Was Daniel a Vegan?

Veggie burger: Was this part of Daniel's 52-week diet plan?

Veggie burger: Was this part of Daniel's 52-week diet plan?

Rick Warren will kick off The Daniel Plan, a 52-week fitness program at Saddleback Church, this coming weekend. Would his text for promoting this program be Daniel 1:8-15, where we read about young Daniel and his three friends declining to eat the king’s sumptuous meals. Pastor Warren grounds his diet plan on his health and wealth gospel:

The Bible says that God wants you to be as healthy physically as you are spiritually. The plan will help you feel better, look better, have more energy, get in shape, and use your body the way God wants you to.

Why would Daniel and his friends refuse to eat the king’s food and wine? Was it because they wanted only ceremonially clean food (Lev 11:1-47)? This may be true, because the Babylonians also had pork in their diet, considered unclean by Jews, but wine is not unclean by any law. Perhaps to avoid food and wine which were offered to idols, but even vegetables were also offered to idols. Maybe they heard from Hindus, Buddhists, animal rights advocates, and other New Agers that veganism is healthiest? Nah, because Daniel’s “vegetarianism” predated New Agers by several centuries.

No, Daniel and his friends refused to eat at the king’s table for reasons that are far deeper than not eating unclean food or food offered to idols or God wanting them to eat organic food and be healthy. The underlying reason is in Daniel 1:3-5. The king gathered all the best and brightest of all the Jewish captives to be brought up and educated in everything Babylonian–language, culture, laws, education, literature, arts and music, and most of all, religion. In other words, the king wanted Daniel and his friends to be totally Israeli-Babylonians after they finished their Babylonian higher learning.

That was unacceptable to the four young men. They knew that if they lived and ate luxuriously with the king in the palace, and were given the best Babylonian education, they would be assimilated into the Babylonian relgion and worldview as well. They resisted this temptation so they could retain their distinct identity as God’s people, even while they were in foreign exile. The different food they ate reminded them of their status as God’s “treasured possession among all peoples … a kingdom of priests and a holy nation” (Exod 19:5-6). They even refused to use their new Babylonian names. In the end, if they allowed themselves to be assimilated by the Babylonians, they would stop worshiping the God of their forefathers Abraham, Isaac, Jacob and Moses, and turn to worship Marduk, Dagon, Nebo and other pagan gods.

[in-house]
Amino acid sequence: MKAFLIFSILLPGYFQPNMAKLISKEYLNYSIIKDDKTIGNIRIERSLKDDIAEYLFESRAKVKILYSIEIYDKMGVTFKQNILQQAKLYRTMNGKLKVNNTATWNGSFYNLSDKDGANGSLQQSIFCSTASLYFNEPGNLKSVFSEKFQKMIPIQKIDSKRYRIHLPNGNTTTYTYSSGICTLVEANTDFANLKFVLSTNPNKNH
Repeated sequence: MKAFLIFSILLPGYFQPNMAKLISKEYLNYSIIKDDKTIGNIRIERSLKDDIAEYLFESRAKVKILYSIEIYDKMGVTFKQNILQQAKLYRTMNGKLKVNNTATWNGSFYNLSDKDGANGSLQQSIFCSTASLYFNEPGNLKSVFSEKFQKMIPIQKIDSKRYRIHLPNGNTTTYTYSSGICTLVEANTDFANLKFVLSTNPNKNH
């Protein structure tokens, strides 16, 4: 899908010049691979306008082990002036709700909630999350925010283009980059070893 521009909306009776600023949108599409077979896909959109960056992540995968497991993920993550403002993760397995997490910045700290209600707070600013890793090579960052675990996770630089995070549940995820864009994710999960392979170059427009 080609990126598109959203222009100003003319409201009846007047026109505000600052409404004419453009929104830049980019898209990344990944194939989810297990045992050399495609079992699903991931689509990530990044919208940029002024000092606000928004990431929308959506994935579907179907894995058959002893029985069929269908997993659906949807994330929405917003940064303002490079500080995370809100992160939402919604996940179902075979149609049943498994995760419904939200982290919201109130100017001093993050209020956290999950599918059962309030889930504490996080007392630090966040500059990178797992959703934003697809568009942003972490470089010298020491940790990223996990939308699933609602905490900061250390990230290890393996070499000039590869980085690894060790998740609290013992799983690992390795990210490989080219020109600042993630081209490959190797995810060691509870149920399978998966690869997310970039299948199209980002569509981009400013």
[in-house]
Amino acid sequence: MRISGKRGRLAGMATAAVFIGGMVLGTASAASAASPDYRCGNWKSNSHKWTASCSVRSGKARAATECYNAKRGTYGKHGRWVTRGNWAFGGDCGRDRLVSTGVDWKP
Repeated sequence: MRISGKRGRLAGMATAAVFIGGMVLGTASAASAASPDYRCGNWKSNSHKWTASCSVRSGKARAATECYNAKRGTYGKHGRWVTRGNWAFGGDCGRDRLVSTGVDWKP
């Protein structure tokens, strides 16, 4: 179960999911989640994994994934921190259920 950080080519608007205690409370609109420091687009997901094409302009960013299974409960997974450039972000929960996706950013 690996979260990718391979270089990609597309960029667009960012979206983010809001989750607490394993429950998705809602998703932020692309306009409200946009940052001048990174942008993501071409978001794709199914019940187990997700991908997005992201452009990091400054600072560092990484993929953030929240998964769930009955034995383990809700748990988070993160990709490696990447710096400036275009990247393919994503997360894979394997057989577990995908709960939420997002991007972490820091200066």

For their faithfulness, God rewarded Daniel and his friends. At the end of a short ten-day diet test period, “they were better in appearance and fatter in flesh than all the youths who ate the king’s food” (Dan 1:15). And God gave them far more than just Babylonian higher education but godly learning and wisdom, for “God gave them learning and skill in all literature and wisdom, and Daniel had understanding in all visions and dreams” (Dan 1:17). Most of all, because of Daniel, the remnant of Israel was preserved in Babylon and were able to return to the Promised Land, where their descendants settled back until Jesus the Messiah was born.

Lesson here? To be sure, eating healthy might be in the text. But far deeper than that is the Scriptural teaching that God’s people are called out, separate, distinct, transformed, and not conformed to the world’s thinking and desires. And this is not only in our food, drink and clothes, but most of all in doctrine and in worship.

Note: The Saddleback community will be helped out by three experts on healthy diet: Dr. Mehmet Oz, a Swedenborgian, and Drs. Daniel Amen and Mark Hyman, two New Agers.

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